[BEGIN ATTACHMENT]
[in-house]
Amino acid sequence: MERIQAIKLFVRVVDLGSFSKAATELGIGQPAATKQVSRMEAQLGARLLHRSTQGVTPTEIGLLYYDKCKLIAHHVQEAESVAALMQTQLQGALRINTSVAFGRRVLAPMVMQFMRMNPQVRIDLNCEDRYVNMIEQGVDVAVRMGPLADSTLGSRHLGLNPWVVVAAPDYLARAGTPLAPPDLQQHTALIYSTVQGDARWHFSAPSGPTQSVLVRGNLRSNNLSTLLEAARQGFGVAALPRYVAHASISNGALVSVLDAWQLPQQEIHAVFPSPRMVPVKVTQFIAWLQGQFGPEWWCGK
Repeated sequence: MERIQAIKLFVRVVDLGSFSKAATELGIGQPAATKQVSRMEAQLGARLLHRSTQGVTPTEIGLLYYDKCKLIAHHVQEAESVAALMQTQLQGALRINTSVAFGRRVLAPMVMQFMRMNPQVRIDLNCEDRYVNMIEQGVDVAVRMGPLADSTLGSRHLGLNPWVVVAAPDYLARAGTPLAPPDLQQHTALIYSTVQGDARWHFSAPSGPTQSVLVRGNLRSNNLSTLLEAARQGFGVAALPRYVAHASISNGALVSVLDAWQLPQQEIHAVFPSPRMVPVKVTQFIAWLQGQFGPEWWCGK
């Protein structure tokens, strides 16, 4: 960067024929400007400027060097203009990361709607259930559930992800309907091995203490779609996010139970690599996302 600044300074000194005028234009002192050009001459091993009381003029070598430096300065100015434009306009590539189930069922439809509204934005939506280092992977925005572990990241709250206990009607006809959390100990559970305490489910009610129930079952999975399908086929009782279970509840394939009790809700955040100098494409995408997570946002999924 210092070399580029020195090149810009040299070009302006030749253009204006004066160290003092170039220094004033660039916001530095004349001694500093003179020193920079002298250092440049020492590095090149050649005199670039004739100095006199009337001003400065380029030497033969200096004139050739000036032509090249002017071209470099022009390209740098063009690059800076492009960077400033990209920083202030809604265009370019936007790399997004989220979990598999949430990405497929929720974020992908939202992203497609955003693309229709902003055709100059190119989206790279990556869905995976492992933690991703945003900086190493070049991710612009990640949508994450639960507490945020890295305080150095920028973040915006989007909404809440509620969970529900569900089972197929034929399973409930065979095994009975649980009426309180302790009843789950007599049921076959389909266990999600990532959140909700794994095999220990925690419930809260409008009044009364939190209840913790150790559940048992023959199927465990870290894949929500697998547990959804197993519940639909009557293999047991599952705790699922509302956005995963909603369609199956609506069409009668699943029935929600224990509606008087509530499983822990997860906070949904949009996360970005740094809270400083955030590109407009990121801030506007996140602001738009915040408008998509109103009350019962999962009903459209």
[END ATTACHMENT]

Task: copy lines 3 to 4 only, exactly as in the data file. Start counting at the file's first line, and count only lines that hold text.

Repeated sequence: MERIQAIKLFVRVVDLGSFSKAATELGIGQPAATKQVSRMEAQLGARLLHRSTQGVTPTEIGLLYYDKCKLIAHHVQEAESVAALMQTQLQGALRINTSVAFGRRVLAPMVMQFMRMNPQVRIDLNCEDRYVNMIEQGVDVAVRMGPLADSTLGSRHLGLNPWVVVAAPDYLARAGTPLAPPDLQQHTALIYSTVQGDARWHFSAPSGPTQSVLVRGNLRSNNLSTLLEAARQGFGVAALPRYVAHASISNGALVSVLDAWQLPQQEIHAVFPSPRMVPVKVTQFIAWLQGQFGPEWWCGK
């Protein structure tokens, strides 16, 4: 960067024929400007400027060097203009990361709607259930559930992800309907091995203490779609996010139970690599996302 600044300074000194005028234009002192050009001459091993009381003029070598430096300065100015434009306009590539189930069922439809509204934005939506280092992977925005572990990241709250206990009607006809959390100990559970305490489910009610129930079952999975399908086929009782279970509840394939009790809700955040100098494409995408997570946002999924 210092070399580029020195090149810009040299070009302006030749253009204006004066160290003092170039220094004033660039916001530095004349001694500093003179020193920079002298250092440049020492590095090149050649005199670039004739100095006199009337001003400065380029030497033969200096004139050739000036032509090249002017071209470099022009390209740098063009690059800076492009960077400033990209920083202030809604265009370019936007790399997004989220979990598999949430990405497929929720974020992908939202992203497609955003693309229709902003055709100059190119989206790279990556869905995976492992933690991703945003900086190493070049991710612009990640949508994450639960507490945020890295305080150095920028973040915006989007909404809440509620969970529900569900089972197929034929399973409930065979095994009975649980009426309180302790009843789950007599049921076959389909266990999600990532959140909700794994095999220990925690419930809260409008009044009364939190209840913790150790559940048992023959199927465990870290894949929500697998547990959804197993519940639909009557293999047991599952705790699922509302956005995963909603369609199956609506069409009668699943029935929600224990509606008087509530499983822990997860906070949904949009996360970005740094809270400083955030590109407009990121801030506007996140602001738009915040408008998509109103009350019962999962009903459209």